You could bring all of them to a level appropriate to their age within a year and a half in case you worked with them in a person-centred way and see that behind their moroseness and their utterances there are infants. This is my job I am doing for the industry. I often find myself invited to country-wide meetings by the industry, also in Austria. They ask me what could they do with these trainees. If you are aware of this background and ultimately recognise that there is an infant behind this behaviour of the adolescent there is a way. I don’t respond to them but I take the position to give them all the support they need and to guide and instruct them in many proceedings. If you work with these youths for three months in an intensely person-centred way, if you instruct them all the time, they are growing in their psyche. The further they have come in their development the more differently they will perceive things and the more differently they will express and behave themselves. That is the way. That is what works. Especially in skilled trades. It is not about teaching them a skill but about promoting them in the development of their psyche. That would be hopeful. I am able to rescue even 17-year-old youths. However, there are 17-year-old youths whom I cannot help in their familiar environment. If their parents are lucky enough to own 40000 Euros I will send them to England to a boarding school. There they have a language barrier. This means, when I say in German: “set the table”, the child would reply: “Why me again?” That’s no refusal, but he only checks his view of the world: you’re a table, a chair, a machine, you’re to manipulate. Here is the language barrier: When the Englishman says: “Set the table!”, then before the response is translated: “Why me again?”, the Englishman has already moved on. There are teachers in the private schools working in a person-centered way who build up a relationship with the students. Those who do not take an active part during the lesson have to work during the break. The teachers accompany the students to the hockey games in the afternoon and comment: “The way you play hockey now, you will participate tomorrow in my classroom”. They give a lot of guidance and apply ritualised processes. Every lesson is clearly structured. The fact is, they have changed after three months; after six months, they leave their disorder behind because the process is so intense. If a twenty-year-old would take part in a project, go through a year abroad, an ecological year, a voluntary service year, he would also reach an age-appropriate level within that year. You will not recognise him after that. So, everything is possible! This can neither be resolved by strictness nor by therapy. This can only be solved by person-centered working, as it is usually done with small children.

In Switzerland we also have opportunities to counter such wrong developments by democratic means. As far as Curriculum 21 is concerned, for instance, initiatives have been launched in several cantons to finally bring a discussion under way and to prevent the introduction of this curriculum. There are also parents who have become involved. Attempts are being made from various quarters to create a counterweight to this process.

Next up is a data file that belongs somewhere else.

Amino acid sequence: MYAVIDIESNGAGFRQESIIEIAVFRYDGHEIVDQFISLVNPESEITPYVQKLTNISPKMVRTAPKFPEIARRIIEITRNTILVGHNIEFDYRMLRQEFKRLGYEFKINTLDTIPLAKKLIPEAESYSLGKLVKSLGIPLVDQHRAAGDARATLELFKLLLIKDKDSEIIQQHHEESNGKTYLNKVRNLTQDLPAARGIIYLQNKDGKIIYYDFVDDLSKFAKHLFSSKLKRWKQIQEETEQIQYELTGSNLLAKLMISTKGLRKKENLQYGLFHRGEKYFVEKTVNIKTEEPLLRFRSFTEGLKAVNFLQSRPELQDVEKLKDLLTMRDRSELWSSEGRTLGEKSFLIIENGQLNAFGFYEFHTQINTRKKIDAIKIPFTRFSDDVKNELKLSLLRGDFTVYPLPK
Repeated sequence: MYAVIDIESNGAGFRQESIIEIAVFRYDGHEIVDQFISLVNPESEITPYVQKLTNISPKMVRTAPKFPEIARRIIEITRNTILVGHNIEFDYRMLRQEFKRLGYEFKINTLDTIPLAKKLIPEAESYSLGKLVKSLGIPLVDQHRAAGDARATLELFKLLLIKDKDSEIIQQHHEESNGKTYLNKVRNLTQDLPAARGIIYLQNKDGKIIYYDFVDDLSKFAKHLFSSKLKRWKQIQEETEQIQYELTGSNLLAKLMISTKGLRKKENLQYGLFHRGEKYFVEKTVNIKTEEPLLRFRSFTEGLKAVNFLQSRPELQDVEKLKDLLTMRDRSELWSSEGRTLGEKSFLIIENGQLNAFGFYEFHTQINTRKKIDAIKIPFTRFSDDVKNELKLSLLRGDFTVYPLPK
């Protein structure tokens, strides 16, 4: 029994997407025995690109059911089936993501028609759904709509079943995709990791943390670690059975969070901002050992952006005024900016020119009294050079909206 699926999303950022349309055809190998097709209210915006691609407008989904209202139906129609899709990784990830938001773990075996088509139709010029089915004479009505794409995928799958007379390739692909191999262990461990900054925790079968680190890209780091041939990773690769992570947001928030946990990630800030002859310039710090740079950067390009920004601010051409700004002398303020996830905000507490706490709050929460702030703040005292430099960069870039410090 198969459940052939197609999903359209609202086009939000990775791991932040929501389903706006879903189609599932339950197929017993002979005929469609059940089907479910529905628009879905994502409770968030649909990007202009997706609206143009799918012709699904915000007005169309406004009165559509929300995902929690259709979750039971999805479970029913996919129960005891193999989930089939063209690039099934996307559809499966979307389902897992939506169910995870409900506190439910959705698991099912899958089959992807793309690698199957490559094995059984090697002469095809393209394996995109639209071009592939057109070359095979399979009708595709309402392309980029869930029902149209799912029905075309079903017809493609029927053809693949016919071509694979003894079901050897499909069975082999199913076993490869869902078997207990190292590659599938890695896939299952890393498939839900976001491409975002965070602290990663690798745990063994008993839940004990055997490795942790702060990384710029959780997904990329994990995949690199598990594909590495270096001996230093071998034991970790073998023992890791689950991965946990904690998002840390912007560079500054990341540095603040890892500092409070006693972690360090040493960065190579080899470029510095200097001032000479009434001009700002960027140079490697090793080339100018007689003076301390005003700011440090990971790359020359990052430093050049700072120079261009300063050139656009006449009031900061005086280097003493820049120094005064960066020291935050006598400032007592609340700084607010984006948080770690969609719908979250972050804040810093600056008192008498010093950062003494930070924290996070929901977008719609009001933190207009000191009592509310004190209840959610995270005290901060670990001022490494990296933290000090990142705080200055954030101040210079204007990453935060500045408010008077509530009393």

That is why I was particularly pleased that I now have also been invited to Switzerland.
But if in Switzerland you have opportunities to work with initiatives, please do it. I am glad to put the know-how at your disposal. With my publications you have the best line of argument. Especially my book “SOS-Kinderseele” clearly shows that prevailing concepts and ideas cannot possibly succeed. To anyone endorsing such trends I would also recommend to make a trip to the federal state of North Rhine-Westphalia and visit some schools. You will then see the disaster you will end up with. At primary school level we have by now 80% children with developmental disorders. These are data provided by teachers. But this is not only the case in North Rhine-Westphalia. In urban areas in Austria (Vienna) the teachers speak of 70% and in rural areas we have 50% to 60%. In Zurich they will also reach 70%. You can recognise these children by the fact that you always have to give instructions twice or three times A child prepared for elementary school would realise: “I am in class, now. If my teacher says: “Take out your German book”, I will take it out. That goes without saying”. This is not obedience but a cognition process. Such a group of children look as if they were absent. You say: “Sasha, Timmy, take out your books, too!” The other group is walking around and discussing. When you have said five times: “Take out your German books”, they will take it out. All these children are not ill, they are not fully developed. If we don’t recognise this group and do not see that these modern concepts are completely contrary to the needs of those children the group of the people concerned that are unable to cope with life will steadily increase.
But go to Germany, and you will find it entirely convincing. If you take a look at schools and kindergardens in urban areas and talk to teachers and trainees and if you publish those interviews Switzerland should also wake up and say: “This is not where we want to go!”

Mr Winterhoff, we thank you for your intense commitment and dedication, for your books and for the interesting discussion.    •

(Interview by Eliane Gautschi and Erika Vögeli)